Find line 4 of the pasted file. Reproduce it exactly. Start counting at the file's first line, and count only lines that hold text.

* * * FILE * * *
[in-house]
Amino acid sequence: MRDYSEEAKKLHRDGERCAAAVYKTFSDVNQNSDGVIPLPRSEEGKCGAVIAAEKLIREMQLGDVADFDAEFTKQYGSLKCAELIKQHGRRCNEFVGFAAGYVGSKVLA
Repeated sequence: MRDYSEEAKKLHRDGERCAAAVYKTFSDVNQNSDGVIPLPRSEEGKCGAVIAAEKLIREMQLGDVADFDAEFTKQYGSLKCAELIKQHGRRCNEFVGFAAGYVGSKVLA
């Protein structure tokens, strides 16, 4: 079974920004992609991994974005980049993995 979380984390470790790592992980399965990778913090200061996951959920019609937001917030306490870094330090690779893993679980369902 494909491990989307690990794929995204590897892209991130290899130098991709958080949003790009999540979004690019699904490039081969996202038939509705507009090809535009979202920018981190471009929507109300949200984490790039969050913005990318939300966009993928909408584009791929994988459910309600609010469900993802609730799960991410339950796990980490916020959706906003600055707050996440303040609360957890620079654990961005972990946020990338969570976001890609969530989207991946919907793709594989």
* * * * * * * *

């Protein structure tokens, strides 16, 4: 079974920004992609991994974005980049993995 979380984390470790790592992980399965990778913090200061996951959920019609937001917030306490870094330090690779893993679980369902 494909491990989307690990794929995204590897892209991130290899130098991709958080949003790009999540979004690019699904490039081969996202038939509705507009090809535009979202920018981190471009929507109300949200984490790039969050913005990318939300966009993928909408584009791929994988459910309600609010469900993802609730799960991410339950796990980490916020959706906003600055707050996440303040609360957890620079654990961005972990946020990338969570976001890609969530989207991946919907793709594989």